Evolution as Fact and Theory
Stephen Jay Gould
Sirtley Mather, who died last year at age
ninety, was a pillar of both science and Christian religion in
According to idealized principles of scientific discourse, the arousal of dormant issues should reflect fresh data that give renewed life to abandoned notions. Those outside the current debate may therefore be excused for suspecting that creationists have come up with something new, or that evolutionists have generated some serious internal trouble. But nothing has changed; the creationists have presented not a single new fact or argument. Darrow and Bryan were at least more entertaining than we lesser antagonists today. The rise of creationism Is politics, pure and simple; it represents one issue (and by no means the major concern) of the resurgent evangelical right. Arguments that seemed kooky just a decade ago have re-entered the mainstream.
The basic attack of modem creationists falls apart on two general counts before we even reach the supposed factual details of their assault against evolution. First, they play upon a vernacular misunderstanding of the word “theory” to convey the false impression that we evolutionists are covering up the rotten core of our edifice. Second, they misuse a popular philosophy of science to argue that they are behaving scientifically in attacking evolution. Yet the same philosophy demonstrates that their own belief is not science, and that “scientific creationism” is a meaningless and self-contradictory phrase, an example of what Orwell called “newspeak.”
In the American vernacular, “theory” often means “imperfect
fact - part of a hierarchy of confidence running downhill from fact to theory
to hypothesis to guess. Thus creationists can (and do) argue: evolution is
“only” a theory, and intense debate now rages about many aspects of the theory.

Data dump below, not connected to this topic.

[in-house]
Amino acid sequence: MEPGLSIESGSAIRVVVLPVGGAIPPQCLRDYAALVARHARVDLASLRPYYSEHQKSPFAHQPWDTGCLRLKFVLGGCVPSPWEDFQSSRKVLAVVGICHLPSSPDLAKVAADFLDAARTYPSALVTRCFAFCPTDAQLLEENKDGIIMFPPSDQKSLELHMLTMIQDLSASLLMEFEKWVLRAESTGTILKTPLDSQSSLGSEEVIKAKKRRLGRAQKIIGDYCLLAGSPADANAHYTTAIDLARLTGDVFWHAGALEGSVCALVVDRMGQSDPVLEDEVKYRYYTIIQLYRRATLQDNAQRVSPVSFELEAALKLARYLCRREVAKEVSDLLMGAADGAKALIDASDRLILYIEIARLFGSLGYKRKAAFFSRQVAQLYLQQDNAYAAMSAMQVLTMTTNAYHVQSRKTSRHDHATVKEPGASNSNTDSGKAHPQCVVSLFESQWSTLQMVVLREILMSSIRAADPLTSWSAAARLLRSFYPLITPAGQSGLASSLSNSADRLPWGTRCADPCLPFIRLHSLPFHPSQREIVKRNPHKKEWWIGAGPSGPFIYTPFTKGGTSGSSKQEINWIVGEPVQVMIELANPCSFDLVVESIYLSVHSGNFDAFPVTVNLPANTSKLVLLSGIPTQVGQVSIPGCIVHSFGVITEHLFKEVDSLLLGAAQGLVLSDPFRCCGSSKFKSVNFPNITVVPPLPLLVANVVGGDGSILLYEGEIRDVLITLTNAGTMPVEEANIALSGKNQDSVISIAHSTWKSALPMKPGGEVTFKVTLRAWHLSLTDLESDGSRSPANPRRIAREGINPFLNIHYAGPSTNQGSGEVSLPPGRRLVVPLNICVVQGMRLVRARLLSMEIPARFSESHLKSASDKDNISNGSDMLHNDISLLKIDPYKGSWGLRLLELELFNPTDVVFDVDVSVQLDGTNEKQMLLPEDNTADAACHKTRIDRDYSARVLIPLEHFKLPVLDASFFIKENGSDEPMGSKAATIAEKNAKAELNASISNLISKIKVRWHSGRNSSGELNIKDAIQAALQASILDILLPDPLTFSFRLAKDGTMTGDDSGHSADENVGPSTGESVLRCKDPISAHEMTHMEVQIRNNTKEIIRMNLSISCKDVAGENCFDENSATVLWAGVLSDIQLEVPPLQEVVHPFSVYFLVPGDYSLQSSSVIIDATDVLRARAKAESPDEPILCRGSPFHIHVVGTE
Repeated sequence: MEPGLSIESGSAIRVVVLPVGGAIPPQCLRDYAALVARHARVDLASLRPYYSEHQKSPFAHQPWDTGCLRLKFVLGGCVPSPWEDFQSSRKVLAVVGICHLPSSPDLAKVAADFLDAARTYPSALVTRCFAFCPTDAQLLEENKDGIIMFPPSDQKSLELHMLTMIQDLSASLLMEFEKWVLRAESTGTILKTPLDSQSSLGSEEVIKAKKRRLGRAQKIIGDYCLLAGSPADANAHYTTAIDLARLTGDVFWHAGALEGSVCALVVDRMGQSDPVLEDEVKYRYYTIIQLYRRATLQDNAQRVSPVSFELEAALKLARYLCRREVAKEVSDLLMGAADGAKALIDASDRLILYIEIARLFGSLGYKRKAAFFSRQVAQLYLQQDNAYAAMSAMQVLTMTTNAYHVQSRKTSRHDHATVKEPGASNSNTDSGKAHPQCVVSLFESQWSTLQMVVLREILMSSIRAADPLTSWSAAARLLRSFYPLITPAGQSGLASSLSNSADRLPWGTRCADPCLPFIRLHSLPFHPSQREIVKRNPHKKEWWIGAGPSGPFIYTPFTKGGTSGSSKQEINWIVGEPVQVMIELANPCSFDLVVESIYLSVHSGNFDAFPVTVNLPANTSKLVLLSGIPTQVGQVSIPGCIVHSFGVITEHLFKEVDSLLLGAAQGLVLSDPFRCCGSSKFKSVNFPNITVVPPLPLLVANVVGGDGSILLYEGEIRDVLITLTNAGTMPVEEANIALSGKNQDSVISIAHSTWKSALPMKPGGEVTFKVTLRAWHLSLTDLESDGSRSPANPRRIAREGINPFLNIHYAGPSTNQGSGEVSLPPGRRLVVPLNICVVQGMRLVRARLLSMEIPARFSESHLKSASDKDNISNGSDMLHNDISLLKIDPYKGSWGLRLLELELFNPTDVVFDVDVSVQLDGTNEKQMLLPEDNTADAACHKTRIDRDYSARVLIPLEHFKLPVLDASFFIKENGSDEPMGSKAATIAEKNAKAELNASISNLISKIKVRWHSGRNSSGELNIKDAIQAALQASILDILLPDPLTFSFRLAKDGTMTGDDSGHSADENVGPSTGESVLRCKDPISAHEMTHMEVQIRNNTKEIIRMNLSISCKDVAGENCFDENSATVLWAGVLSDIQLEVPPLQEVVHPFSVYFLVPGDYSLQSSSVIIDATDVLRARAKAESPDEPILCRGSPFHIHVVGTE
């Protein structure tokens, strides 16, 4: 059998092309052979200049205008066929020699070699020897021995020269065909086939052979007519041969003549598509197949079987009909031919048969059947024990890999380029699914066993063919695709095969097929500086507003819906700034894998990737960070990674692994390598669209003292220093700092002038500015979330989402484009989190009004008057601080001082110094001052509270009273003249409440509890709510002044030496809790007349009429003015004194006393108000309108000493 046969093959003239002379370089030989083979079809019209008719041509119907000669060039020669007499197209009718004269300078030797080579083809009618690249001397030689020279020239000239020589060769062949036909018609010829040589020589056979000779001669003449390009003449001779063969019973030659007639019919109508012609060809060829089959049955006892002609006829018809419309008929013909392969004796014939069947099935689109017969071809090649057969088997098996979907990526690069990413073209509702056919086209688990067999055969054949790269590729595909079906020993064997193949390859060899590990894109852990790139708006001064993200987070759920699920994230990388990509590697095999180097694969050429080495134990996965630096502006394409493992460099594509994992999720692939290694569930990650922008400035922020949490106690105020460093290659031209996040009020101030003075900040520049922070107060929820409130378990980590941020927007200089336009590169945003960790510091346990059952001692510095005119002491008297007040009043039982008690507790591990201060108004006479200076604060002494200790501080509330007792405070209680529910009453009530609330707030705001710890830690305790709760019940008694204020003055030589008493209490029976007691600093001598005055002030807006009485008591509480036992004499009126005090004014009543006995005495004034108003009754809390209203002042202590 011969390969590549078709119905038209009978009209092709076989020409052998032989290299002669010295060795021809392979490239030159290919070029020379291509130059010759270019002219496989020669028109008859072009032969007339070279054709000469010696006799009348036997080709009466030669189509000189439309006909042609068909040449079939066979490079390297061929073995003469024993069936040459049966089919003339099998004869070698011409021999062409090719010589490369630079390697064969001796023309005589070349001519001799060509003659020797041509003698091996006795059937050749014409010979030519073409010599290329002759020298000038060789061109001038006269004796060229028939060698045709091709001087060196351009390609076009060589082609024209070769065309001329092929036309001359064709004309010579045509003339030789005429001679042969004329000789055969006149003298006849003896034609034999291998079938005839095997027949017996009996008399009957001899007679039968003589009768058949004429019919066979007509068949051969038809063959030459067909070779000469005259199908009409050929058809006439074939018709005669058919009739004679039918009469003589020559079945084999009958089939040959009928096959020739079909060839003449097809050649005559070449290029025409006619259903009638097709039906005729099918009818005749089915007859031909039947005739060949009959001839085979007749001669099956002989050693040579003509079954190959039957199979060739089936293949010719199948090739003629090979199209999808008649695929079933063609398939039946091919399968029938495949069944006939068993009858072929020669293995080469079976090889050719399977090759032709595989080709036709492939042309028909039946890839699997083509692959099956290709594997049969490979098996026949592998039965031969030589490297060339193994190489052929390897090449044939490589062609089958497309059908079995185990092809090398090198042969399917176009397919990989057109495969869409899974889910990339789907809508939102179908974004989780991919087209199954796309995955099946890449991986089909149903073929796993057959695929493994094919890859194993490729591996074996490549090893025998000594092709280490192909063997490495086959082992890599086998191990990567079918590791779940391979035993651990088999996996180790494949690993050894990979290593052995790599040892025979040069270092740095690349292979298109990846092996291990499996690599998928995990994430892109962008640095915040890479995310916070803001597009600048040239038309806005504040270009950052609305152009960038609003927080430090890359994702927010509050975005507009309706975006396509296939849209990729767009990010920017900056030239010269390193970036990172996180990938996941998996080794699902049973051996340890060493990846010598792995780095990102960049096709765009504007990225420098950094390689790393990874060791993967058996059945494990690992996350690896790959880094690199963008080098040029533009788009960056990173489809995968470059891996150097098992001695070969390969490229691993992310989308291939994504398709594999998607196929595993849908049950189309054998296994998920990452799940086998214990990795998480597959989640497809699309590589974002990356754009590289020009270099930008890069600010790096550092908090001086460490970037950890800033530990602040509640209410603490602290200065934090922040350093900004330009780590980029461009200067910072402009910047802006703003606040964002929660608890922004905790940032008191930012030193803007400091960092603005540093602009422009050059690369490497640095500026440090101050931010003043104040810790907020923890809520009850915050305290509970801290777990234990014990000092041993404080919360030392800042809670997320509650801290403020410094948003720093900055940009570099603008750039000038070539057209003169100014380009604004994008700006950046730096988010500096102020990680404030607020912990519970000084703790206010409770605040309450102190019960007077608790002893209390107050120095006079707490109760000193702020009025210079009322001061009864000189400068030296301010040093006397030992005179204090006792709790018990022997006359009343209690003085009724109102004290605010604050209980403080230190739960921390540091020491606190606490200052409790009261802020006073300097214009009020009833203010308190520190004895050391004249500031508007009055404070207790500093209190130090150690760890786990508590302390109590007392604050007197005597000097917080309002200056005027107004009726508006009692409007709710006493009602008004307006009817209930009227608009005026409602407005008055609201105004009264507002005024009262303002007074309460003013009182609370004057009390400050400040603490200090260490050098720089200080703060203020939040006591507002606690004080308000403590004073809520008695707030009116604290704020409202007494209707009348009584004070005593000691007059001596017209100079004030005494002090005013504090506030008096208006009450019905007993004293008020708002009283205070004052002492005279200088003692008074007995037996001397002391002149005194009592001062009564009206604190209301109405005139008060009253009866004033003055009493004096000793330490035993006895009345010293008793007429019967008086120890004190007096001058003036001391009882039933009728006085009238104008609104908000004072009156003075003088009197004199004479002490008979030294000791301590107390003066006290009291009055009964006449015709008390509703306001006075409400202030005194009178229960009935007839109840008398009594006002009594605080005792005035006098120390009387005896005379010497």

If evolution is less than a fact, and scientists can’t even make up their minds
about the theory, then what confidence can we have in it? Indeed, President
Reagan echoed this argument before an evangelical group in
Well, evolution is a theory. It is also a fact. And facts
and theories are different things, not rungs in a hierarchy of increasing
certainty. Facts are the world’s data. Theories are structures of ideas that explain
and interpret facts. Facts do not go away when scientists debate rival theories
to explain them. Einstein’s theory of gravitation replaced
Moreover, “fact” does not mean “absolute certainty.” The final proofs of logic and mathematics flow deductively from stated premises and achieve certainty only because they are not about the empirical world. Evolutionists make no claim for perpetual truth, though creationists often do (and then attack us for a style of argument that they themselves favour). In science, “fact’ can only mean confirmed to such a degree that it would be perverse to withhold provisional assent” I suppose that apples might start to rise tomorrow, but the possibility does not merit equal time in physics classrooms.
Evolutionists have been clear about this distinction between
fact and theory from the very beginning, if only because we have always
acknowledged how far we are from completely understanding the mechanisms
(theory) by which evolution (fact) occurred.
Scientists regard debates on fundamental issues of theory as
a sign of intellectual health and a source of excitement Science is - and how
else can I say it? - most fun when it plays with interesting ideas, examines
their implications, and recognizes that old information might be explained in
surprisingly new ways. Evolutionary theory is now enjoying this uncommon vigour.
Yet amidst all this turmoil no biologist has been lead to doubt the fact that
evolution occurred; we are debating how it happened. We are all trying to
explain the same thing: the tree of evolutionary descent linking all organisms
by ties of genealogy. Creationists pervert and caricature this debate by
conveniently neglecting the common conviction that underlies it, and by falsely